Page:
Doctors should give patients their damn data


An excerpt from Talking to Your Doctor: A Patient’s Guide to Communication in the Exam Room and Beyond (Rowman & Littlefield, 2013. All rights reserved.)

There are plenty of books out there to teach us how to boldly and proudly advocate for ourselves in the doctor’s office. Doctors have held the reins too long, goes the story, and ignored what patients want and need. So it’s time for patients to step up and ask for what we deserve. If there are medications prescribed, we should know how, when, and why. If there are tests to be ordered, we should have the results in hand. We should even have unfettered access to our medical records—this last expectation has a slogan attached, too: “Give me my damn data!”

Who would be so tone deaf as to deny people access to information about themselves? In the past, a patient often had to make a formal request for documents, and many offices charged patients for copying. However, with the development of new information technology and better security for electronic documents, doctors and hospitals everywhere are now becoming more open. If the “damn data” isn’t quite as open yet as all that, it’s now becoming a matter of course for patients to have access to a “health portal,” where the entire record is available at a click.

This increasing expectation that all medical information be freely available is one of those historical phenomena that gather their own momentum until they snowball along, unstoppable by anyone’s second thoughts. Nevertheless, there are two big problems with the assumption that our “damn data” will soon be widely available to anyone who wants it.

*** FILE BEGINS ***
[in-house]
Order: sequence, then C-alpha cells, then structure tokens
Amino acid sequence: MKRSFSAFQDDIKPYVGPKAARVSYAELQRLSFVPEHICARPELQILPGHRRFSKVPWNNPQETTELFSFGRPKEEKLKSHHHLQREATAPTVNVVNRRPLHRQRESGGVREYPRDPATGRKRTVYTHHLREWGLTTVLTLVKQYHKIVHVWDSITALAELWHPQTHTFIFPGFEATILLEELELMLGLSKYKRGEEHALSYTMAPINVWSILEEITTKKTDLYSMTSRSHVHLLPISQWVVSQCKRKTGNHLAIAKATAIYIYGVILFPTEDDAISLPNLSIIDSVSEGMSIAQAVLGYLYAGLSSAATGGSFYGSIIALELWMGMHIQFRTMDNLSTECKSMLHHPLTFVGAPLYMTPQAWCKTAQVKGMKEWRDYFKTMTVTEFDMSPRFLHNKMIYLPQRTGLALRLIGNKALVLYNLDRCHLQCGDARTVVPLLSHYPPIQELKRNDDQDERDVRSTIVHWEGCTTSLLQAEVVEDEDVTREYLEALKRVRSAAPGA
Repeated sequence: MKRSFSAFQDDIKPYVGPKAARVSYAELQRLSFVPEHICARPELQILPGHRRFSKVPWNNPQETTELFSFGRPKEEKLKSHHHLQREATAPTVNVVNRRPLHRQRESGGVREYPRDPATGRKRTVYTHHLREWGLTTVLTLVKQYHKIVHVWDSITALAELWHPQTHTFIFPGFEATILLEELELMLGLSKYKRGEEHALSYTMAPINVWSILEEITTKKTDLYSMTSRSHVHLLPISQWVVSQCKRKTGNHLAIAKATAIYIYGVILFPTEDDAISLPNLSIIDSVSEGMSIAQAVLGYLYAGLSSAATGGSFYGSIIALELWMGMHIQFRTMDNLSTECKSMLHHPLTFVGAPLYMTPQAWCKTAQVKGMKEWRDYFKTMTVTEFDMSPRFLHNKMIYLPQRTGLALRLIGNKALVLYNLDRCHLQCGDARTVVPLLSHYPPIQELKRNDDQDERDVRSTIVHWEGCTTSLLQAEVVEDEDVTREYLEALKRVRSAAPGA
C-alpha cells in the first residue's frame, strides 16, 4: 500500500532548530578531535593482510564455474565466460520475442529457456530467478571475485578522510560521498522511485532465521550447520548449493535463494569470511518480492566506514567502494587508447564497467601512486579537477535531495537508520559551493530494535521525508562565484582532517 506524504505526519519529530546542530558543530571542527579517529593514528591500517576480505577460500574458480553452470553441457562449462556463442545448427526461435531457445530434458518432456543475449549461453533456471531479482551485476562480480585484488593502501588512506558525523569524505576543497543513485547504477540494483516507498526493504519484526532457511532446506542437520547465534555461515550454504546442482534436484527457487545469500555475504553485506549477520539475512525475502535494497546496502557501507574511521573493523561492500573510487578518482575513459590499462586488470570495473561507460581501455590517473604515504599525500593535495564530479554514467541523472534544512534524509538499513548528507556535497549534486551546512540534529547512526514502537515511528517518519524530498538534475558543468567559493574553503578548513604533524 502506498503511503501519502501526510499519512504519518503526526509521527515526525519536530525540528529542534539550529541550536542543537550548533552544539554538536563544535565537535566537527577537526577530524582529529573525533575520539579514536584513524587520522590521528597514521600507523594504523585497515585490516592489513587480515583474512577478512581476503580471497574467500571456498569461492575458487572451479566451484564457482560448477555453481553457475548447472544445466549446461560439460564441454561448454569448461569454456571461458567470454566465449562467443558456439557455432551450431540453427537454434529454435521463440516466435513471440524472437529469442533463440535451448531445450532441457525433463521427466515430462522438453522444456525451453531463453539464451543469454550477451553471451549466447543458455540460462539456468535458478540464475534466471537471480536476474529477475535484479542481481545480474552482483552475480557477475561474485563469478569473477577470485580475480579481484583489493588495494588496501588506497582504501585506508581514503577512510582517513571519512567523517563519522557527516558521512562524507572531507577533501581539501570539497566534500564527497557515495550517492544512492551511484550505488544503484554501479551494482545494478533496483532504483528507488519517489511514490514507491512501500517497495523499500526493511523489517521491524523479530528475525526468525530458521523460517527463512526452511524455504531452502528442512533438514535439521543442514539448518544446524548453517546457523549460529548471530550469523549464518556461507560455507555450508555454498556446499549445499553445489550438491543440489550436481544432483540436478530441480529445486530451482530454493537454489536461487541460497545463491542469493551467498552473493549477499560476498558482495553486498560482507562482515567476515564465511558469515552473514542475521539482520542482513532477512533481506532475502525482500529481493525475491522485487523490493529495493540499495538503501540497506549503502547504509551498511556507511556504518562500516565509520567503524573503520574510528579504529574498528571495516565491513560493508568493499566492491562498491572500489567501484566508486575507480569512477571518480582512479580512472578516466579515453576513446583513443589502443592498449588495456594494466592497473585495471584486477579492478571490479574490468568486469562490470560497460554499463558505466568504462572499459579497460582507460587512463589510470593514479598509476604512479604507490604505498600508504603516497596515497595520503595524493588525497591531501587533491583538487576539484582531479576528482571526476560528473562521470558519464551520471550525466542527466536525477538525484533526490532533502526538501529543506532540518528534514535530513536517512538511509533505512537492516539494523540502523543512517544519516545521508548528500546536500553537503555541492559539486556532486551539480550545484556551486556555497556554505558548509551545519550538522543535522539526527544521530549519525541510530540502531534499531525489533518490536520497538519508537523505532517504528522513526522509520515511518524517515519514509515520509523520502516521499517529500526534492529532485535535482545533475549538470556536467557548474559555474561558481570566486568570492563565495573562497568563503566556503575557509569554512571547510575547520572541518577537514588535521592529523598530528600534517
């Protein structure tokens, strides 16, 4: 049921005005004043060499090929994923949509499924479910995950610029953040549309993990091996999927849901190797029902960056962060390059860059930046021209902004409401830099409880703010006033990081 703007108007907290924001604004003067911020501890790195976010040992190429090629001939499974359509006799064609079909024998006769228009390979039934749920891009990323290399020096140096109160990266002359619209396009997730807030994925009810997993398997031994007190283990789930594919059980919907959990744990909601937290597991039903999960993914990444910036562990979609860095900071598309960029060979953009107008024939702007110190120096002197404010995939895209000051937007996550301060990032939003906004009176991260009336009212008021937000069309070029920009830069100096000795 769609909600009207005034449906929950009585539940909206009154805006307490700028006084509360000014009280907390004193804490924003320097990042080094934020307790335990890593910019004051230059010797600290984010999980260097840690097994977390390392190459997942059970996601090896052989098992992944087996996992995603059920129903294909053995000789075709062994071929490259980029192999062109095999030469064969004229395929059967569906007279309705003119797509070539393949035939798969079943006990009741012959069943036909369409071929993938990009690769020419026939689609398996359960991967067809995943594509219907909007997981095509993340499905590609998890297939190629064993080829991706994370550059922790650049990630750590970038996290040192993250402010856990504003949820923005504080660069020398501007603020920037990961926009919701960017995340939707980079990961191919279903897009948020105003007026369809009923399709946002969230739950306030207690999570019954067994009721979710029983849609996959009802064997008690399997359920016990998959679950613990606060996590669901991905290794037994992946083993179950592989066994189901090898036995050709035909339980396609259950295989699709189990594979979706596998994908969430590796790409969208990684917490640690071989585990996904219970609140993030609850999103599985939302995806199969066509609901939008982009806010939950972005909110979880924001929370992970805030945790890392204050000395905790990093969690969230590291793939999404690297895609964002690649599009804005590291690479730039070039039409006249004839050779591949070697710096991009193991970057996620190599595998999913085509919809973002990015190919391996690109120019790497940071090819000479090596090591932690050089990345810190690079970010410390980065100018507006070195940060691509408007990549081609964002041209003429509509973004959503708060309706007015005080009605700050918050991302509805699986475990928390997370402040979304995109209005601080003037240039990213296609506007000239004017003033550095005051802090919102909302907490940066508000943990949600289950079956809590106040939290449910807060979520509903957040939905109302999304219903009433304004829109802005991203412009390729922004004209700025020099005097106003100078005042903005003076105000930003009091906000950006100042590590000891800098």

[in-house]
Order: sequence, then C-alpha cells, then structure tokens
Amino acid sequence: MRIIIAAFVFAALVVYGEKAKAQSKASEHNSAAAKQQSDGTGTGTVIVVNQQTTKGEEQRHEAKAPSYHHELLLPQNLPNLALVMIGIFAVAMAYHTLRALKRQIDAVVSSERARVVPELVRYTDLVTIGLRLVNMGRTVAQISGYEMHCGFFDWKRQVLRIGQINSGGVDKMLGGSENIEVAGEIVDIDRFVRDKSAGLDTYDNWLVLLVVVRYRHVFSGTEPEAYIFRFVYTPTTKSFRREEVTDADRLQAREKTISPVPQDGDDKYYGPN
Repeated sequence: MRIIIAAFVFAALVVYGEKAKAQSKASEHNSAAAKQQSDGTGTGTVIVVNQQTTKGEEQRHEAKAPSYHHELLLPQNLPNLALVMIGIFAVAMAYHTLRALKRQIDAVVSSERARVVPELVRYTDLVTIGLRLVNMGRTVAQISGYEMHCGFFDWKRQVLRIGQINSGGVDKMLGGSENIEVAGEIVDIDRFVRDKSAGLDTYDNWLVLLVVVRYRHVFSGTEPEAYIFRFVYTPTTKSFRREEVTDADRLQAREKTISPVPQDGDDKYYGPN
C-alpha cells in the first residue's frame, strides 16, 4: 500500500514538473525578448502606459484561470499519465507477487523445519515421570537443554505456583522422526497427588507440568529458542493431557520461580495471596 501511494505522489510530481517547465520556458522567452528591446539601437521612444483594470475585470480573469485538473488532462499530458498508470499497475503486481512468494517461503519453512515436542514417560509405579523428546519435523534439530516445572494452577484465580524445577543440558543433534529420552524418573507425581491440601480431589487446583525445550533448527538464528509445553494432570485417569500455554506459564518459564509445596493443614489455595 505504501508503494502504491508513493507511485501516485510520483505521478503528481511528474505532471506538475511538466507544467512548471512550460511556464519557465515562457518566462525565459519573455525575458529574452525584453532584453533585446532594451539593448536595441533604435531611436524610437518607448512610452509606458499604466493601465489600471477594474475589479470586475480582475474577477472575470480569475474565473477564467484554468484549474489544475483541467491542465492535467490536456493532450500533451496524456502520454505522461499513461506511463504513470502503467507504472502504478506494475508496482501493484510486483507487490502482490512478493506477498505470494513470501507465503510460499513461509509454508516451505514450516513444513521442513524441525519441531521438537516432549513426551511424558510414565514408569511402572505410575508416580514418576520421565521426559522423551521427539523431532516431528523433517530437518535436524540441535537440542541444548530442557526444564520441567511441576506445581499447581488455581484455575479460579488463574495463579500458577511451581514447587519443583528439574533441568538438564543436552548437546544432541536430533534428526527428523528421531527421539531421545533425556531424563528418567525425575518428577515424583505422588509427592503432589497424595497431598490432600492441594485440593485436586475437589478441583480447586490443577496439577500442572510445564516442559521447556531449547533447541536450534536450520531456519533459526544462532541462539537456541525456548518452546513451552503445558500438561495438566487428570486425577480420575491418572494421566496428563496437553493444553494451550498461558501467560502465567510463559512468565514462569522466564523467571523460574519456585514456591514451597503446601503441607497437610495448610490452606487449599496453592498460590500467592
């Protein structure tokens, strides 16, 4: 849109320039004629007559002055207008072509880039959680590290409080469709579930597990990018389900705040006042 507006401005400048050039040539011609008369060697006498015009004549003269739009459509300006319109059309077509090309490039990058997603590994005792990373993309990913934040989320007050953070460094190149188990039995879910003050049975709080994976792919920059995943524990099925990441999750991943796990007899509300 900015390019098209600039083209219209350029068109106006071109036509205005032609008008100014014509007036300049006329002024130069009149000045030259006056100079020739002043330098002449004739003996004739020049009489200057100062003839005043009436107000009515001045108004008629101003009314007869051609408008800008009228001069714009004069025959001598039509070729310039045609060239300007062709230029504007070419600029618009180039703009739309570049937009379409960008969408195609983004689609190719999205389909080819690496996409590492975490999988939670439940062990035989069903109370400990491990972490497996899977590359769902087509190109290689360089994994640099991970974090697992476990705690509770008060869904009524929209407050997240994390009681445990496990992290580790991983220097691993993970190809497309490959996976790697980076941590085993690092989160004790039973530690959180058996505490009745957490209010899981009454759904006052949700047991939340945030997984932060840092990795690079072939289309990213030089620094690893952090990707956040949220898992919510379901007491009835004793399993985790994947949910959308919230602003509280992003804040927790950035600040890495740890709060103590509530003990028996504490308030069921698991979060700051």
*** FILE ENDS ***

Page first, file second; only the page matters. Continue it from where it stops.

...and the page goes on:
One is that the access is not as open as we would like to pretend. Not everyone is connected to the Internet day and night: only 68 million Americans are subscribed to an Internet service provider. And, of those, there might be some whose access is only intermittent, (i.e., after the kids are in bed, late at night, at work). Intermittent access does not lend itself to thorough review of health records. Others must access the Internet only in public places such as the library, where access to secure sites may be limited or restricted altogether.

What about all the millions of Americans, nearly 55 million of them, or 22 percent of the adult population, per the Pew Foundation, who don’t have any regular Internet access at all? When we talk about opening up health records, we are leaving those people out, or worse yet, deluding ourselves that they are included while leaving them dependent on Internet-connected people. And methods for providing access to health records for these “unconnected” adults are still reliant on formal requests and photocopying, which is not always offered as an option.

While the Internet is important, I don’t think it’s the be-all and end-all of communication between doctors and patients with regard to access to personal records and medical information. Like any other technology, there will be some of us who are not accustomed to using it—and thus what is supposed to be a conduit to a new age of open data might become yet another barrier to our relationship with the doctor.

Zackary Berger is a faculty member of the Johns Hopkins University School of Medicine, where he is an internist and researcher in general internal medicine.  He blogs at his self-titled site, Zackary Sholem Berger, and is the author of Talking to Your Doctor: A Patient’s Guide to Communication in the Exam Room and Beyond.


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